"It's not your old gym class," said Mary Olson, grant coach and gym teacher for 18 years.

A group of physical education teachers participate in the FitnessGram and Spark training programs at Miguel Juarez Middle School in Waukegan.

This year the district received the first $496,000 of the Carol M. White Physical Education Program Grant through the Department of Education. To put that amount of money into context, Mary Olson said she had less than $100 last year to purchase equipment for students as a gym teacher at Greenwood Elementary School.

"My budget was 36 cents per kid for equipment," Olson said. "How can you improve the quality of the physical education experience if you don't have the funds to do it? This obviously allows us to think outside the box and benefit the students of Waukegan."

Using the grant, the district is purchasing new equipment such as soccer balls, basketballs, dance music and curriculum manuals. The new equipment means students won't waste class time waiting around for their turn.

"Ideally, what we want to have is equipment for every child so that no child is waiting for their turn. That's the goal, to keep these kids moving by engaging them in moderate or vigorous activity for at least 50 percent of the time," she said.

Activities will be broken down into smaller groups for more action.

District gym teachers recently received training in new ways for kids to do physical activities, such as multicultural dances, regardless of their athletic ability. They'll be using Spark, a research-based program designed to make activities in gym class fun and more active.

Rachel Schlesinger, a teacher at Clearview Elementary, has already started using some of the activities in her class from the new 700-page curriculum binder. It's the first time there's been a districtwide physical education curriculum since Schlesinger started working here four years ago, she said.

"I started using stuff right away. Waukegan has been lacking in so much for curriculum for physical education. It's so inspirational," she said.

She's also limited her instruction time to about 30 seconds at a time, instead of three or four minutes, so the kids are more active during their 25-minute gym class. The activities are also less focused on competition.

She's looking forward to the $8,000 in new equiptment coming to her school next month.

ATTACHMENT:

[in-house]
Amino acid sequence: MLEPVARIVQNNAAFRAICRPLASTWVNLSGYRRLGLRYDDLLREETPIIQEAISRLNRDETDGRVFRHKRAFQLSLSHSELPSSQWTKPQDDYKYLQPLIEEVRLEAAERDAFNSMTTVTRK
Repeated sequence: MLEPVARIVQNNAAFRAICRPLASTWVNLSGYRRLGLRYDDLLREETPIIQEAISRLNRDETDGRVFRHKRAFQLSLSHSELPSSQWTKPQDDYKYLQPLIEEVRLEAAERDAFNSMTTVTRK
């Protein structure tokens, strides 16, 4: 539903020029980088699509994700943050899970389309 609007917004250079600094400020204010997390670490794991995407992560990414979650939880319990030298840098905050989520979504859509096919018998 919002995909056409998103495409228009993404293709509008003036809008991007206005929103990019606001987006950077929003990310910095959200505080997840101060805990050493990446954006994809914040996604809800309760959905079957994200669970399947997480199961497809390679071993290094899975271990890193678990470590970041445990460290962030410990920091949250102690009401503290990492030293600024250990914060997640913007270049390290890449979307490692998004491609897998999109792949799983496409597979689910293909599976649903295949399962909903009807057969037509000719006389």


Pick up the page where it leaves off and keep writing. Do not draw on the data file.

In addition to new activities, the teachers were trained to use the FitnessGram, which allows them to measure students' aerobic capacity, body composition and muscular strength and flexibility, Olson said. It's the first time the district will have a standard fitness assessment tool.

At the high school level, gym teachers will adopt the PE4Life program to encourage students to remain engaged in physical activities after they graduate from high school to fight obesity, Olson said.

The new programs will be implemented in the schools starting next semester.

By the third year of the grant, the district will purchase new treadmills, exercise bikes and elliptical machines for fitness centers at both high school campuses.

"We're teaching kids the proper things to do once they graduate high school so they'll continue on and know how to keep their body strong and healthy," she said.


By SARAH NEWELL Hickory Daily Record December 30, 2007

Program to SPARK students to get healthy After-school initiative aims to help students become active, fit

HICKORY - Catawba County children may be getting more active in the new year, with a new after-school program sponsored by the Catawba County Public Health Department.

Staff of the Catawba County Kid Connection Program, the after-school program for all three school systems, trained with Catawba County Public Health staff recently in SPARK - Sports, Play and Active Recreation for Kids - said Maria Reese, Healthy Carolinians coordinator with the public health department. The staff will integrate what they learned into the existing morning- and after-school program, she said.

"They learned about incorporating team-oriented sports that are not competitive, such as kickball and all types of dancing - line dancing, square dancing, cultural dancing - and games like 'Cookie Monster in the Middle,' where one child's in the middle of the group, and you try to catch them," Reese said.

The staff was trained for elementary schools and will be trained for the middle schools in February. The program will be implemented in the schools when students go back to school in January - although some of the staff may have already begun implementing the new curriculum, Reese said.

Other aspects of SPARK involve healthier snacks for children, including providing fruits, vegetables and bottled water a few times a week.

The program's being funded by an Eat Smart Move More N.C. Community Grant the public health department received, which will also help education children about healthy eating, physical activity and limiting TV watching.

All of this is important, considering 24 percent of children ages 2 to 20 are overweight in Catawba County, according to the 2006 North Carolina Nutrition & Physical Activity Surveillance System, Reese said.

They'll be monitoring the success of the program by information that was gathered about the Kid Connection Program last semester, and information that will be gathered next semester. Reese said that last semester, the schools were split as to how much time they gave children for structured physical activity. Over the course of one hour before school and three-and-a-half hours after school, about half had students do physical activity for 30 minutes, while the other half of the schools had children do physical activity for two hours.

Reese said students will be encouraged to have a healthy lifestyle by having a fruit and vegetable challenge in February. They'll check in with the nurses at their school and report on how many fruits and vegetables they've been eating, with prizes for the students that have been eating the most.